Allergies to Hamsters
You commonly encounter pet allergies to dogs and cats, but people may suffer from allergies to other pets as well. Popular pets due to their affordability, small size and docile nature, hamsters can cause allergic reactions in people from either their dander or their bites. Hamster allergies most commonly develop in laboratory workers who handle the animals constantly.
People allergic to hamster dander may experience itchy eyes, sneezing and a runny nose. More serious dander allergies can cause painful, persistent coughing, shortness of breath and wheezing. Skin rashes after encountering or handling a hamster are possible, too.
Severe hamster allergies can cause anaphylactic shock. People who experience anaphylaxis may suffer from itching of the face initially, followed by more dangerous symptoms such as difficulty breathing, vomiting and swelling.
People bitten by a hamster may experience a mild to severe allergic reaction to the hamster's saliva. Hamster bite allergies also can cause anaphylaxis, although symptoms from a hamster bite may present more rapidly than from hamster dander.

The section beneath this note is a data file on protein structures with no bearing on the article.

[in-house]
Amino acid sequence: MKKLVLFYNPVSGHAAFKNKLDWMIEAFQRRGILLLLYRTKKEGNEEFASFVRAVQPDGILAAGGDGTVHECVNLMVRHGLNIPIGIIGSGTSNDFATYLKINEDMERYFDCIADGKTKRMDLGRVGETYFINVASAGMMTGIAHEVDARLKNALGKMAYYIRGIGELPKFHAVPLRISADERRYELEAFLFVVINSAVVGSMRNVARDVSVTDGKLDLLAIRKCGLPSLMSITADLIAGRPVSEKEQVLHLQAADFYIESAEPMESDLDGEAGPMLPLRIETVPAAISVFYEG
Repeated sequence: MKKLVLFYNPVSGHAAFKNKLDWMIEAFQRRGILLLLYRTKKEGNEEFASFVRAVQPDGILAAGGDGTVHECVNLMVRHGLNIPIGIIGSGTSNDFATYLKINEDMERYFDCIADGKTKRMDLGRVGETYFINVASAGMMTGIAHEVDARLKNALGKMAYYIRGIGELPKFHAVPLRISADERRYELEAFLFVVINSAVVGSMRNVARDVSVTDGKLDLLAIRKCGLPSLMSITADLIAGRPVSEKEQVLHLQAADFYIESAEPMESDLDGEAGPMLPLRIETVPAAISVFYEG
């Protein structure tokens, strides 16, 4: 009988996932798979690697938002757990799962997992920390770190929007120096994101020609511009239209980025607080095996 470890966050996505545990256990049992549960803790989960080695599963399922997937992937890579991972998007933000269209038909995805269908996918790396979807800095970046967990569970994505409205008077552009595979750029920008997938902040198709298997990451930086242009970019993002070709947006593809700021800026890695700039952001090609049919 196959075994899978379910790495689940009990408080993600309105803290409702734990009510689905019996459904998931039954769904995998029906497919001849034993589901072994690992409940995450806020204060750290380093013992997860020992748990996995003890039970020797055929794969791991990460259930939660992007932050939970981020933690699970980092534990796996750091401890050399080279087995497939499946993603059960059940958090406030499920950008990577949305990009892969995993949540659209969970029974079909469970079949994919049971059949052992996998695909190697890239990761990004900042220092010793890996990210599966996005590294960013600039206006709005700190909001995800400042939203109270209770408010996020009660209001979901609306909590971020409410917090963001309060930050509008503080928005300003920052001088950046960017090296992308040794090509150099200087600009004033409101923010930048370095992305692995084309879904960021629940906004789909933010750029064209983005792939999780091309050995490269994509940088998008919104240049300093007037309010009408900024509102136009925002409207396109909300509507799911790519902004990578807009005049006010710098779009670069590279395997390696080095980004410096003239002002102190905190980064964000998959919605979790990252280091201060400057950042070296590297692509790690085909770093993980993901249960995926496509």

Diagnosis and Treatment
A doctor may perform a scratch test to determine if someone is allergic to hamsters. After the doctor tests an area of skin on the patient's arm or back, the patient may experience redness or swelling within 20 minutes.
Hamster owners should consult an allergist if they are allergic to their pets, and those with severe allergies should not encounter or handle hamsters. The doctor may recommend a trial of antihistamines, such as Benadryl or Claritin.
Hamster owners with mild allergies should use an air cleaner and filter in their home. They also can cover the home's vents with cheese cloth to act as a filter. The hamster shouldn't be allowed to explore rooms with rugs but rather rooms with hardwood or tile floors to avoid hamster dander becoming trapped. Allergic hamster owners should limit their exposure to their hamster as much as possible.
If a person allergic to hamsters experiences anaphylactic shock, a shot of epinephrine, or adrenaline, will stabilize blood pressure and ease breathing difficulties. People who suffer from severe hamster allergies may be permitted to carry a self-treatment shot of epinephrine for emergencies. Even when a shot of epinephrine is delivered, however, the afflicted person must still seek medical attention because the shot's effects don't last long and supplemental treatment is required.